Let’s face it – when it sucks, it sucks

Since losing my job, I’ve spoken with a lot of people.  Friends checking up on me.  Family members making sure I’m okay.  Former co-workers keeping me in the loop with the latest gossip.

A few times, when they’ve been complaining, somewhere during the conversation they’ll say, “Wait… I shouldn’t be complaining.  I mean, look at what you’re going through.”  And then today, I saw a post on Facebook with someone well-meaning lampooning fellow Facebook connections for complaining too much, and not being grateful, enough.  “You just wasted a breath with a complaint while someone else took their last one.”

…..please.  Really?  THAT is the new standard for our lives?  Be happy and grateful 100% of the time because someone else has it worse?  By the same token, should we refrain from celebrating because someone else has it better?

That is possibly the dumbest possible way to set yourself up for failure I’ve ever heard.  Because here’s the thing, folks – we *need* time to process our feelings.  We need to experience them.  All of them.  We need to experience disappointment and anger and happiness and frustration and sadness and excitement and boredom.  We have been given the ability of cognitive thought.  And with that comes a range of emotion.  That emotion allows us to tie feelings to experiences, and thus, enlightenment.

Think about it: You spend a whole week at work putting off an important project.  On Friday, the project is due, and you don’t have it completed.  Your boss expresses his frustration, a little less than politely.  You go into the weekend feeling angry with yourself for not getting it done.  You feel embarrassed because your boss called you out.  And you’re sad because, instead of socializing with friends, you’ll be doing the project you should have done during business hours.

Without the emotional ties, we would struggle to learn from our experiences.

When my friends shame themselves for complaining, simply because I’m unemployed, I graciously respond, “Don’t do that to yourself.  Don’t feel like you can’t complain about a situation because of what I’m going through.  I’d rather you express your feelings to me because we’re friends, rather than censor them because I’m in a rough patch.”

Without emotion, nothing happens.  As I’m sitting here, I realize that my coffee cup is sitting precariously close to the edge of the table.  That makes me anxious; I don’t want my coffee to spill.  So I move it.  Conversely, I notice that my running shoes aren’t put away.  But right now, I’m not worried about it, so nothing will happen.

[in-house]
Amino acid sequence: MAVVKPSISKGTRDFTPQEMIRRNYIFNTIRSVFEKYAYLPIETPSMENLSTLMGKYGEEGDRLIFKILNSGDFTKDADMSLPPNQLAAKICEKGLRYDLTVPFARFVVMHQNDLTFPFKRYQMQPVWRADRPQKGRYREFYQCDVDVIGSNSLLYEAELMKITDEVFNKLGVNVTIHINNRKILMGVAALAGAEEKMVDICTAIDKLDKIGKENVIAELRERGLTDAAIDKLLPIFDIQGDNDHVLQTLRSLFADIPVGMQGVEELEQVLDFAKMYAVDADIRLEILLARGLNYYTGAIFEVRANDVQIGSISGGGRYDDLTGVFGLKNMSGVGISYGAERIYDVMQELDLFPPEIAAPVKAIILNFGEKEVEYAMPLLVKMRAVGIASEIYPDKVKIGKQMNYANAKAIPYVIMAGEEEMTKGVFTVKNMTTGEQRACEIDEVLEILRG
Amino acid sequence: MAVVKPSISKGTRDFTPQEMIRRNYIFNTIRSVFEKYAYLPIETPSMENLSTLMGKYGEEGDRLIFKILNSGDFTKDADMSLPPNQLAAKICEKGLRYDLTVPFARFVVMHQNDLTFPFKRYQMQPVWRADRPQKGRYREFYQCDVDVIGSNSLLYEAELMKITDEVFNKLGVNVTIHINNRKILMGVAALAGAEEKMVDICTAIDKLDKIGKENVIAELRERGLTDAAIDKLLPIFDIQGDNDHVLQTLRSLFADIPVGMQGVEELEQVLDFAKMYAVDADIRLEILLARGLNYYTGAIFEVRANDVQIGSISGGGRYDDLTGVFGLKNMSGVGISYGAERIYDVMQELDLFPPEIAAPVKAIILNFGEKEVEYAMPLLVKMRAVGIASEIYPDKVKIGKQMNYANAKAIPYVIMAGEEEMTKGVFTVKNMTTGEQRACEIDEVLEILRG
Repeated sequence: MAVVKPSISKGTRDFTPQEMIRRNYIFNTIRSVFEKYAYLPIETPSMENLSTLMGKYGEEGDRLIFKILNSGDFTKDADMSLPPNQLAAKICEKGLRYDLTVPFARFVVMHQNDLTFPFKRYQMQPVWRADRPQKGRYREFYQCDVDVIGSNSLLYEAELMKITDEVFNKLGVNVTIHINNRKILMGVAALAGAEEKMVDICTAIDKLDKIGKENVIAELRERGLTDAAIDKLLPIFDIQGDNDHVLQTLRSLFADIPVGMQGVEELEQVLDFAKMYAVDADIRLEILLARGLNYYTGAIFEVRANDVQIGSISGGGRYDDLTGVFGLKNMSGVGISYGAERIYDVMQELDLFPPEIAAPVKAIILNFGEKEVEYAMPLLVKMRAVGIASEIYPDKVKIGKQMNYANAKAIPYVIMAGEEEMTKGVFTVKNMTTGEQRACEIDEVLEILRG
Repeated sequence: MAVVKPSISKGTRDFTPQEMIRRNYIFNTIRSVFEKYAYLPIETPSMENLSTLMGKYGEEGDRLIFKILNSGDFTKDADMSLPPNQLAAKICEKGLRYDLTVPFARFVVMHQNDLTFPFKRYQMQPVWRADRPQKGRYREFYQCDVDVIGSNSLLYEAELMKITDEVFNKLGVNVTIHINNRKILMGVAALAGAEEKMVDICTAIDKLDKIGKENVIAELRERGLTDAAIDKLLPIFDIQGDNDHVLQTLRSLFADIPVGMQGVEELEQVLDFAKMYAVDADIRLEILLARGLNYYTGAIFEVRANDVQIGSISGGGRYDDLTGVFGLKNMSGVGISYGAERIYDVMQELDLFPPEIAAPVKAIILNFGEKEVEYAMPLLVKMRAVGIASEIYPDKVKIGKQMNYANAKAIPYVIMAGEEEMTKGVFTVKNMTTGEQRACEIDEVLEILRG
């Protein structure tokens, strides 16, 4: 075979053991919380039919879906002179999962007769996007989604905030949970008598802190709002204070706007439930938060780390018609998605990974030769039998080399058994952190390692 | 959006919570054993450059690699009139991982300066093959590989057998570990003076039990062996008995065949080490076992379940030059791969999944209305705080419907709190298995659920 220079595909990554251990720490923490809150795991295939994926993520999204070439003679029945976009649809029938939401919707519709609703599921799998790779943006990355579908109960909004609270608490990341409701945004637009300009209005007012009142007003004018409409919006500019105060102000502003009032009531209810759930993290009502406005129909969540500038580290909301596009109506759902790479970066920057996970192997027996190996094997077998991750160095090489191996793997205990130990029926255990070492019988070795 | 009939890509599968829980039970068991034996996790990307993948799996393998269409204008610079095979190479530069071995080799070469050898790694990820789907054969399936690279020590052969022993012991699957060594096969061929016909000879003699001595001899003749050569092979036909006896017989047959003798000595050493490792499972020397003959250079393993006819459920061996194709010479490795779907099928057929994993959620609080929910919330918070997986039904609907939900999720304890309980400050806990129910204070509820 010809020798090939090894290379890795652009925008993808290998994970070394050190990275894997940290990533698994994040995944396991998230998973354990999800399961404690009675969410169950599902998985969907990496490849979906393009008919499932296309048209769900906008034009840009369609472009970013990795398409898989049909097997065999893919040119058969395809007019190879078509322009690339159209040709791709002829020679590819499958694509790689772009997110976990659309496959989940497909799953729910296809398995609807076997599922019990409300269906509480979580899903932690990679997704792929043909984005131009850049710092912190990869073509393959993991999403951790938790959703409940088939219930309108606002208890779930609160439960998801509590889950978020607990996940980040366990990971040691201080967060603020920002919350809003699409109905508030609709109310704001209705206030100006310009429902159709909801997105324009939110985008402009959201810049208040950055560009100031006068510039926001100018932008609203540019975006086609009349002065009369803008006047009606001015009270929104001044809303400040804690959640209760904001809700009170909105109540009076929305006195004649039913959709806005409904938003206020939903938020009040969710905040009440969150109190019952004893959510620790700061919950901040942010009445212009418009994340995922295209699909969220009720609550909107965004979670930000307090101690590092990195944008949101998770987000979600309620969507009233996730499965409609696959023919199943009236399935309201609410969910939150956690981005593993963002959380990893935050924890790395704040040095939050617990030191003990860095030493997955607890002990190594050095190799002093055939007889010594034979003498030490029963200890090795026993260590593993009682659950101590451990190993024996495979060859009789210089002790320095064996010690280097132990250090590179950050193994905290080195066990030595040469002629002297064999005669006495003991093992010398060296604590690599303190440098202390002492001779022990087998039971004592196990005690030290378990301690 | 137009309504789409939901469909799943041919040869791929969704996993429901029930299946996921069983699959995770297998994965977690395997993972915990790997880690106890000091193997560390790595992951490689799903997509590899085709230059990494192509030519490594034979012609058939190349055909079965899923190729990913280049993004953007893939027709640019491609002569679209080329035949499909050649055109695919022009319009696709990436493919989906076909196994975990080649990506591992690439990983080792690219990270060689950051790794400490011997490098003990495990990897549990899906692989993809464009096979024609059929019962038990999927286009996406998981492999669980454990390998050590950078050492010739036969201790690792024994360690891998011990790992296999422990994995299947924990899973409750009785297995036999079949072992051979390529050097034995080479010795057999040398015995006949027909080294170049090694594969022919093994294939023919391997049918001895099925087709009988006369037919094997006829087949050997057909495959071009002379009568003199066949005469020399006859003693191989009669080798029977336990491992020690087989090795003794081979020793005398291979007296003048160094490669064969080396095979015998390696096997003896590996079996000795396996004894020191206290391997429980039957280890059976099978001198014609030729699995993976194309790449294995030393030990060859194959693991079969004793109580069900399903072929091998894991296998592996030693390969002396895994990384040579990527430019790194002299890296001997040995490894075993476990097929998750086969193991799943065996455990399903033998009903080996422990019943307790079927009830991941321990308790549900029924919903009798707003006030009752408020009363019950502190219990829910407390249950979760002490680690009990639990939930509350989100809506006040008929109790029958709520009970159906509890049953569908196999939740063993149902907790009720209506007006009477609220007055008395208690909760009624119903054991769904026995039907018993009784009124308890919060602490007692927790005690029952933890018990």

You feel how you need to feel.  From processing emotion comes insight.  From insight comes enlightenment.  From enlightenment comes next action steps.  From next action steps comes success or failure.  And the process begins again.  Getting stuck in any one part of that process is problematic.  But going through them?  Perfectly healthy.

So here’s my public service announcement for the day: Feel how you need to.  Bitch about life when it has you down.  Celebrate when something good happens.  Someone always has it worse.  And someone always has it better.  And don’t worry about me.  I can’t stop myself from expressing myself.  So I’ll be just fine.


Exhaustion and Wardrobe Malfunctions

Long days lead to exhaustion.  Exhaustion leads to poor decisions.  Poor decisions lead to bigger problems.  Sometimes, said problems are hilarious.  Yesterday was one of those days.

My days normally go like this:

Wake up.  Shower.  Leave for work . All done before 6am.

Get to work. By 6:45am.

Work. Until 6:30-ish.

Drive home. Get there about 7:30-ish.

Eat. Try to relax.  Go to bed.  Sometime around 10pm.

Yesterday, I woke up in a bit of a funk.  I was hurting and so tired, despite several hours of sleep.  Getting up at 4:55am can make you think some crazy things.  So a conversation in my head sounded like this:

Me: Gah!  I’m sooooo tired.

Brain: Me, too.  You know what?  Skip the shower.  You took one late last night, anyway.

Me: Good thinking.  Thanks, Brain!

(insert slogging around the house as I determine what the hell I want to wear)

Brain: You know what?  Just wear your pajamas and bring your clothes with you?  That way, you’ll have time to get your body in gear before you put on your business clothes.

Me: Brilliant!

So off I went, into the day.  Wore pajamas to work.  Felt good, striding into the office at 6:45 in yoga pants, an enormous t-shirt and flip-flops.  I was still a little stiff, but warming up into the day.  Got into my office, closed the door, and began to change into something more presentable.  I had tried on the dress only once before, but didn’t zip it all the way up, once I saw that it would easily fit.

That was my first mistake.

I went to zip it up, and with the very last pull of the zipper, the pulley came off and the entire dress split down the side, revealing all my bits and bobbles, from my boobs all the way down to my ass.  Yeah…. not awesome.  So what’s a girl to do?

This girl stayed in her pajamas, in her office (with the door shut), until JC Penney opened.  At 9:45, I donned my flip-flops, and proceeded to return the dress.

Walking in, I felt pretty out of place (and you should know, I almost *never* feel out of place, anywhere, at any time).  The gal at the register was nice enough, and I got the store credit so I could go look for a new dress.